Good Friday: Animal welfare law effective

Spain's exotic pet law now in effect

Image of a man holding a green lizard iguana. Credit: Cocos.Bounty/

This Good Friday marks a significant turning point for pet owners across the nation, as the new animal welfare law rolls into effect.

Today, Friday, March 29, the new law imposes strict regulations on the ownership of certain wild and exotic animals. However, some have criticised the shortage of centres able to accommodate these pets

Individuals who possess pets that are now deemed illegal, face a crucial deadline. They are required to report their ownership to the authorities or face severe penalties.

Such pets include venomous creatures like scorpions, reptiles weighing over two kilos such as iguanas, any primate species, and wild mammals heavier than five kilos such as the Vietnamese pig.

Impact on circuses and homeowners

The legislation not only bans the captivity of wild animals and their use in entertainment but also ends a six-month grace period for circuses to comply.

The law’s reach extends beyond public entertainment, impacting private pet owners who now confront the end of a grace period to declare their animals.

Those found guilty of illegal possession or trafficking of protected or banned species could incur fines up to €30,000 for the most severe breaches, €2,000 for significant infractions, and up to €500 for minor offences.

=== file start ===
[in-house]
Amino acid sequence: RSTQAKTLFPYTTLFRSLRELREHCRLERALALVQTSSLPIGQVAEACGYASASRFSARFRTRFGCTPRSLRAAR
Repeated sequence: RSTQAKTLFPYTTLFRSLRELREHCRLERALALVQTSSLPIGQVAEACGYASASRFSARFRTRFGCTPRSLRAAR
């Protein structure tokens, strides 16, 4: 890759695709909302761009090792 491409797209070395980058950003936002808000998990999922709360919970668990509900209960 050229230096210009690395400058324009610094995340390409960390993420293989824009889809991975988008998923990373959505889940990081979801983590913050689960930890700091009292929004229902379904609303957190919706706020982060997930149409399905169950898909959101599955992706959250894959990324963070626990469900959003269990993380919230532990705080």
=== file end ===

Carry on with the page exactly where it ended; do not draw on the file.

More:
A call for infrastructure

Despite the law’s intent, there’s a growing chorus of concern over its practical implications. Many have highlighted a lack of preparedness for the law’s consequences. They argue that there has been no infrastructure brought in to house the potential influx of animals. .

Critics argue that the legislation was enacted without adequate consultation with hobbyists, veterinarians, or scientists.

The road ahead

The uncertainty now facing pet owners is palpable, with many reluctant to part with their animals. The coming weeks will undoubtedly reveal the law’s real-world effects, as pet owners navigate this new legal landscape.

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Written by

John Ensor

Originally from Doncaster, Yorkshire, John now lives in Galicia, Northern Spain with his wife Nina. He is passionate about news, music, cycling and animals.